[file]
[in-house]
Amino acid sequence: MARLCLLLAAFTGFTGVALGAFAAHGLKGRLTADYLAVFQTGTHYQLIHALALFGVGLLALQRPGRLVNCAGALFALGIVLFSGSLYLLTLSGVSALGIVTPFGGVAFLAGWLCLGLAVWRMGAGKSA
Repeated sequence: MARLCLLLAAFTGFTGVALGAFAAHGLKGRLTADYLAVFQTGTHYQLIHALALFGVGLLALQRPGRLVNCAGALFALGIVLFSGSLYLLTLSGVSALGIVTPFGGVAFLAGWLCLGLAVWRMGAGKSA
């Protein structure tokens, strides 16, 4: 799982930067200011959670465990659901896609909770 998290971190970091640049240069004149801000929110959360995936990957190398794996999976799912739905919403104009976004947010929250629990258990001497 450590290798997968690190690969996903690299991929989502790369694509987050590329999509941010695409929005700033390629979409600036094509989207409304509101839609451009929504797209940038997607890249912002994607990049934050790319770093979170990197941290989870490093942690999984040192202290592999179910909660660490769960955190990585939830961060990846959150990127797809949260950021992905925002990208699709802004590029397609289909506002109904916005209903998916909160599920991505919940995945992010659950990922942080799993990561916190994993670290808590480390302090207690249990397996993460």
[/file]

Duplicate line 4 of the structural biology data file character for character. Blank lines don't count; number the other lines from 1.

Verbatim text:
């Protein structure tokens, strides 16, 4: 799982930067200011959670465990659901896609909770 998290971190970091640049240069004149801000929110959360995936990957190398794996999976799912739905919403104009976004947010929250629990258990001497 450590290798997968690190690969996903690299991929989502790369694509987050590329999509941010695409929005700033390629979409600036094509989207409304509101839609451009929504797209940038997607890249912002994607990049934050790319770093979170990197941290989870490093942690999984040192202290592999179910909660660490769960955190990585939830961060990846959150990127797809949260950021992905925002990208699709802004590029397609289909506002109904916005209903998916909160599920991505919940995945992010659950990922942080799993990561916190994993670290808590480390302090207690249990397996993460």